Alaska, Mt. McKinley. It was at our 17,200-foot camp that we had trouble with the camp stove (optimus). On this day it was 16°F below zero inside the snow cave, I removed my silk snow gloves to try to fix the stove. This operation took approximately half an hour and of course by that time my fingers were quite white and numb, slightly frostbitten. I was extra careful on the summit attempt the following day and so the frostbite did not increase. However, on the descent we ran into a snow storm at Windy Comer on 21 June. Several hundred feet below, we dug a snow cave again, as a tent could not possibly be put up in the 80 mph wind. In the process of shovelling it out my Korean mitts and my inner woolen mitts got wet. This would not have been too bad but the snow drifted in the entrance of the cave steadily and every two hours I had to shovel the entrance free with my mittens wet. Each time getting them more wet and my fingers more cold. Finally the mittens froze and my icy fingers started to blister at the tips.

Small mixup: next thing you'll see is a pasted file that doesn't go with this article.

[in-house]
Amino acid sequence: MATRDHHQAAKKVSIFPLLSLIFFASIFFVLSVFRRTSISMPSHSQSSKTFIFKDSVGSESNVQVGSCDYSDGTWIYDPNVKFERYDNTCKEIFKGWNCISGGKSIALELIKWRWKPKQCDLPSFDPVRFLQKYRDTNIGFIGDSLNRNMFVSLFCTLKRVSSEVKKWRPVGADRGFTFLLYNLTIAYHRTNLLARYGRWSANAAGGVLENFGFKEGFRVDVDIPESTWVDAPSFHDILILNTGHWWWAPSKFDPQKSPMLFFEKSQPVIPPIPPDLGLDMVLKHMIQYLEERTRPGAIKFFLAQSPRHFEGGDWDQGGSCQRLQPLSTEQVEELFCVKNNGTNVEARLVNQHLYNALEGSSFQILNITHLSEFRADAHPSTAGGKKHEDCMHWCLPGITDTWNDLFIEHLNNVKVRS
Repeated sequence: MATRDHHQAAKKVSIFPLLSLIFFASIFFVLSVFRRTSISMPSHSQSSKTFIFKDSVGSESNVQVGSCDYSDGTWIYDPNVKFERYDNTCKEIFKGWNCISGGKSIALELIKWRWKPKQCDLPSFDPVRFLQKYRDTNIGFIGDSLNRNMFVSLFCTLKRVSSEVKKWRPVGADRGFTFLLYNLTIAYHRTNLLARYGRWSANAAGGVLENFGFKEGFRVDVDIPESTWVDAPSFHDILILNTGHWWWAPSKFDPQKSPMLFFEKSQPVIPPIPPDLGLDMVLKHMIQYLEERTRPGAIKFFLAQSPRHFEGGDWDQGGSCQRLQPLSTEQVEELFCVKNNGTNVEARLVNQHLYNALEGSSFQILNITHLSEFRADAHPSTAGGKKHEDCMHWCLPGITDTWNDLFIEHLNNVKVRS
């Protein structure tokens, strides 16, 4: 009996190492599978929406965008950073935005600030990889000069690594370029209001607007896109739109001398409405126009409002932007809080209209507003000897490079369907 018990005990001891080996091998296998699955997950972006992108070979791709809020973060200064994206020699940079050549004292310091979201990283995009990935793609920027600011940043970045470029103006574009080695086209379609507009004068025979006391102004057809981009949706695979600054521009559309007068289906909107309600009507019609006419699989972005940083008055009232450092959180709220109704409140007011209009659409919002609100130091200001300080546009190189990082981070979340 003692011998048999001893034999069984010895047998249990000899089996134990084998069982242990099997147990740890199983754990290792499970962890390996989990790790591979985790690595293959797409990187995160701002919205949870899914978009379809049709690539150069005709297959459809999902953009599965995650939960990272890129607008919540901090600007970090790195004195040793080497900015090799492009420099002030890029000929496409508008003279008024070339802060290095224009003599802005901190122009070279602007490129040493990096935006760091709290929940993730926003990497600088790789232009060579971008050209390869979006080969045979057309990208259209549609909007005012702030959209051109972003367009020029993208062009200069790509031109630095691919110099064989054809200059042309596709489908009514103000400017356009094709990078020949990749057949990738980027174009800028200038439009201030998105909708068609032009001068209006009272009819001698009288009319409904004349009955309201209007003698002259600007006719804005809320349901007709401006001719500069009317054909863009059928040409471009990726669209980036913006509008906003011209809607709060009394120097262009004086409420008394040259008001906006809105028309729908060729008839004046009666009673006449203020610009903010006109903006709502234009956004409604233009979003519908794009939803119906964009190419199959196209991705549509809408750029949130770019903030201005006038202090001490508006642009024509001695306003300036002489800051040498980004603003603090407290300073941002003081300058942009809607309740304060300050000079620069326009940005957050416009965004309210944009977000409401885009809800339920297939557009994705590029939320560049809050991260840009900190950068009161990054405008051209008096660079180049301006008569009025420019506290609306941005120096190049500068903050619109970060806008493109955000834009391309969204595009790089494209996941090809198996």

Source: Karl Winter.